Three types of nominal 6-V lead-acid batteries, one in current use and the other two proposed as near-term candidates for use by the electric vehicle industry, were tested at the Naval Weapons Support Center, Crane, Indiana, under laboratory conditions. The primary objective of this work was to determine the cycle life of lead-acid battries as a function of electric vehicle propulsion system design. Included in this objective was a comparison of different battery types (EV106 baseline versus state-of-the-art 3KQ-11 tubular and EV1000 thin plate batteries) as pertaining to cycle life, degradation rate, and respective failure modes. In addition, the secondary test objectives were to study the effects of testing in three versus six series strings in relation to overall performance. The test profiles chosen are defined in the SAE J227a, schedule D specification for a hypothetical vehicle with the following characteristics: weight, 1701 kg (3750 lb); product of aerodynamic drag coefficient and projected frontal area C/sub D/A, 0.84 M exp 2 (9 ft exp 2); and tire coefficient, 1.1x10 exp -2. The electric vehicle battery pack is a 120-V system consisting of twenty 6-V lead-acid modules. The propulsion system was assumed to have 70 percent efficiency during acceleration and 50 percent efficiency during regenerative deceleration. (ERA citation 09:040478)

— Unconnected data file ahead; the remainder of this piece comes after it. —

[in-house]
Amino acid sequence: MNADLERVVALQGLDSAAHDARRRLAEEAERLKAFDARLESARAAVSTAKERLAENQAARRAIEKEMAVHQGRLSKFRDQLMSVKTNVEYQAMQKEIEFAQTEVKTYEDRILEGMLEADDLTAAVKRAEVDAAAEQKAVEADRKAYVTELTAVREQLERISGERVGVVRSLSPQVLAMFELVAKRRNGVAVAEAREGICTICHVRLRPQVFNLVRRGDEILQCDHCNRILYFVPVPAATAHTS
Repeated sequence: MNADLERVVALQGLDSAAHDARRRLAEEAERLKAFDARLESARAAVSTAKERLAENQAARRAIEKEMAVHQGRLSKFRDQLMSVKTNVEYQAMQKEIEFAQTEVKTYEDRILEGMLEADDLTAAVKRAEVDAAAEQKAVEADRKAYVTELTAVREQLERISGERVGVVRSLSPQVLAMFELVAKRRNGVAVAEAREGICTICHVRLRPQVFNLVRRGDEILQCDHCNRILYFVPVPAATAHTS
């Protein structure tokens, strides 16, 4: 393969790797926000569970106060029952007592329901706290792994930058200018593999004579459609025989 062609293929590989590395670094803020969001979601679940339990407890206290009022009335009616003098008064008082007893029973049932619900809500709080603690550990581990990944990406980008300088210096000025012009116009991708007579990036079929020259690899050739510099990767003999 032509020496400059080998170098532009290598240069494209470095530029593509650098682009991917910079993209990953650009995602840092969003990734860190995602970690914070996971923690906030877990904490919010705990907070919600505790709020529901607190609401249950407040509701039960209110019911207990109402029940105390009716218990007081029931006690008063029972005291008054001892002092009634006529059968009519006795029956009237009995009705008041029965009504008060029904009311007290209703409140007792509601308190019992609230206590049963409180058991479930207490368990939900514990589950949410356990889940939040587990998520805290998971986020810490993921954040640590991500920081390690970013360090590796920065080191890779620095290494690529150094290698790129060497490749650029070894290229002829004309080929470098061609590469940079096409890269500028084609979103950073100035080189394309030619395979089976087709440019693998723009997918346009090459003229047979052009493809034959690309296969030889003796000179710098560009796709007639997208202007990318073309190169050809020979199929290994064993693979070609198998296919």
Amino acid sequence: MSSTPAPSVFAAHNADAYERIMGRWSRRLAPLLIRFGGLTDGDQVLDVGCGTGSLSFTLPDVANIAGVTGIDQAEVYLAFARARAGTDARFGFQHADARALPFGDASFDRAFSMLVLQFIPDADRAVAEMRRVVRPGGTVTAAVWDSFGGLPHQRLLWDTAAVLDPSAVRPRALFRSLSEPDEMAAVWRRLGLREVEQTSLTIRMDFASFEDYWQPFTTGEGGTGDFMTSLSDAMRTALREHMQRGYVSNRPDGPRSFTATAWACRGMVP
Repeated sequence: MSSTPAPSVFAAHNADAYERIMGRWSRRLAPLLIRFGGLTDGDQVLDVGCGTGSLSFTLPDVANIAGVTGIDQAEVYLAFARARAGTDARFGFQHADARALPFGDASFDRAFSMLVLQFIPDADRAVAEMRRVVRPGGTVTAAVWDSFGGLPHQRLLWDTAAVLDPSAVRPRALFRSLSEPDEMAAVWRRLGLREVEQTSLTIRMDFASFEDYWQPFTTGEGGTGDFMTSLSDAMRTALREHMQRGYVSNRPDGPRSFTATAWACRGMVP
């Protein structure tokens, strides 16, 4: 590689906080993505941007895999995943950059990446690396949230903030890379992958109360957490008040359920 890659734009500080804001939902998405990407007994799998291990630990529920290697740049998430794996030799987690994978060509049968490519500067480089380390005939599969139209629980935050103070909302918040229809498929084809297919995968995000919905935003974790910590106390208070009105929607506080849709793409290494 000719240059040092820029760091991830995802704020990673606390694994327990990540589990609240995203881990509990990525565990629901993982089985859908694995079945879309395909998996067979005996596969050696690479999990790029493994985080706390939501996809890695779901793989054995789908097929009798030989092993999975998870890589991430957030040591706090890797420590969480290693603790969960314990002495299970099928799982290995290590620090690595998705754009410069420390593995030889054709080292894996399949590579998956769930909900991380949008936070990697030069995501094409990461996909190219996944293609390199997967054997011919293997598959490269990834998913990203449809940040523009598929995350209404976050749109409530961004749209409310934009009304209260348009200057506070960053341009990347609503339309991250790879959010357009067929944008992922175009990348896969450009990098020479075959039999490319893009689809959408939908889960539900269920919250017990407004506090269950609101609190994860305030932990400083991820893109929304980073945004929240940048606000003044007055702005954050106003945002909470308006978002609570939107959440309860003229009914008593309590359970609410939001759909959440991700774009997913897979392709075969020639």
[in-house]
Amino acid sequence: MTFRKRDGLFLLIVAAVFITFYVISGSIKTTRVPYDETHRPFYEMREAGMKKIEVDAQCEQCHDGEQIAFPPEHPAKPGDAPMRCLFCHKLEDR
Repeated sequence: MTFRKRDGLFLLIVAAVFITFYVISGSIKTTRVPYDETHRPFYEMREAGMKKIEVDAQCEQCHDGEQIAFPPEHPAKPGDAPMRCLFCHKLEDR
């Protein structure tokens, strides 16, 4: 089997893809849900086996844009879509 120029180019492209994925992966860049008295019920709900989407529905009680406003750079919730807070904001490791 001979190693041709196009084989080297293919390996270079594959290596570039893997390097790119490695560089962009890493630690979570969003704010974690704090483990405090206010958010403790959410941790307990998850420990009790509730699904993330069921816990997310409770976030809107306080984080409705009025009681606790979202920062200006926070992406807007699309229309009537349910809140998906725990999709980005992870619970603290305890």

• Supplemental Notes:
    • Portions are illegible in microfiche products.
  • Corporate Authors:

    National Aeronautics and Space Administration

    Glenn Research Center, 21000 Brookpark Road
    Cleveland, OH  United States  44135
  • Authors:
    • Ewashinka, J G
  • Publication Date: 1984

Media Info

  • Pagination: 14 p.

Subject/Index Terms

Filing Info

  • Accession Number: 00393789
  • Record Type: Publication
  • Report/Paper Numbers: DOE/NASA/51044-36, NASA-TM-83657, CONF-840804-32
  • Files: TRIS
  • Created Date: May 31 1985 12:00AM